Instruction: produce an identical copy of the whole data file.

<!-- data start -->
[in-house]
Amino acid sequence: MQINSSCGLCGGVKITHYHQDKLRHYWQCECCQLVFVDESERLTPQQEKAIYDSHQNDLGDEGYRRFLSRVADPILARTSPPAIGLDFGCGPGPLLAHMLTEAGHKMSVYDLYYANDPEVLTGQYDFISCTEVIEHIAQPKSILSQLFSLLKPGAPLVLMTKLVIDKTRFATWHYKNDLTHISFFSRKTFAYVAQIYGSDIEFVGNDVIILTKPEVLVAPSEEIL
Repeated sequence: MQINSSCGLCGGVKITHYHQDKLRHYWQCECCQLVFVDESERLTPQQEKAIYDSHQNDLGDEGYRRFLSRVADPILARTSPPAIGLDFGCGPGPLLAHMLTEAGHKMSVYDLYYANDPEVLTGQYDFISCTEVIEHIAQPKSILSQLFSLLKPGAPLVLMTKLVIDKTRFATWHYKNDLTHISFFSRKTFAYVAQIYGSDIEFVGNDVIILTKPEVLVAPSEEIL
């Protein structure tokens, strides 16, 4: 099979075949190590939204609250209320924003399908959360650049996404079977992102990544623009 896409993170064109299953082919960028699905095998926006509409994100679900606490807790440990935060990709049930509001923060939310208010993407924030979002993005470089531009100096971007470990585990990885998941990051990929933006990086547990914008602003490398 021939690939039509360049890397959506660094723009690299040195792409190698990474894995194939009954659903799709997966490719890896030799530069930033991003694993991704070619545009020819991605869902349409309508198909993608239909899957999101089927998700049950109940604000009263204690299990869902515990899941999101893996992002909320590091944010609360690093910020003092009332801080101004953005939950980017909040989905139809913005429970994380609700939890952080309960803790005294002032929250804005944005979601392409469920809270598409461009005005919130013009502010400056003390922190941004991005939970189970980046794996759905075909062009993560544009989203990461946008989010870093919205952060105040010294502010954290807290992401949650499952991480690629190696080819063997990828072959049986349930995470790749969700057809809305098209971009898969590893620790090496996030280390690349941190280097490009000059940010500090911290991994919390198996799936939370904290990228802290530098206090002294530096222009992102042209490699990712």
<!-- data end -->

[in-house]
Amino acid sequence: MQINSSCGLCGGVKITHYHQDKLRHYWQCECCQLVFVDESERLTPQQEKAIYDSHQNDLGDEGYRRFLSRVADPILARTSPPAIGLDFGCGPGPLLAHMLTEAGHKMSVYDLYYANDPEVLTGQYDFISCTEVIEHIAQPKSILSQLFSLLKPGAPLVLMTKLVIDKTRFATWHYKNDLTHISFFSRKTFAYVAQIYGSDIEFVGNDVIILTKPEVLVAPSEEIL
Repeated sequence: MQINSSCGLCGGVKITHYHQDKLRHYWQCECCQLVFVDESERLTPQQEKAIYDSHQNDLGDEGYRRFLSRVADPILARTSPPAIGLDFGCGPGPLLAHMLTEAGHKMSVYDLYYANDPEVLTGQYDFISCTEVIEHIAQPKSILSQLFSLLKPGAPLVLMTKLVIDKTRFATWHYKNDLTHISFFSRKTFAYVAQIYGSDIEFVGNDVIILTKPEVLVAPSEEIL
């Protein structure tokens, strides 16, 4: 099979075949190590939204609250209320924003399908959360650049996404079977992102990544623009 896409993170064109299953082919960028699905095998926006509409994100679900606490807790440990935060990709049930509001923060939310208010993407924030979002993005470089531009100096971007470990585990990885998941990051990929933006990086547990914008602003490398 021939690939039509360049890397959506660094723009690299040195792409190698990474894995194939009954659903799709997966490719890896030799530069930033991003694993991704070619545009020819991605869902349409309508198909993608239909899957999101089927998700049950109940604000009263204690299990869902515990899941999101893996992002909320590091944010609360690093910020003092009332801080101004953005939950980017909040989905139809913005429970994380609700939890952080309960803790005294002032929250804005944005979601392409469920809270598409461009005005919130013009502010400056003390922190941004991005939970189970980046794996759905075909062009993560544009989203990461946008989010870093919205952060105040010294502010954290807290992401949650499952991480690629190696080819063997990828072959049986349930995470790749969700057809809305098209971009898969590893620790090496996030280390690349941190280097490009000059940010500090911290991994919390198996799936939370904290990228802290530098206090002294530096222009992102042209490699990712």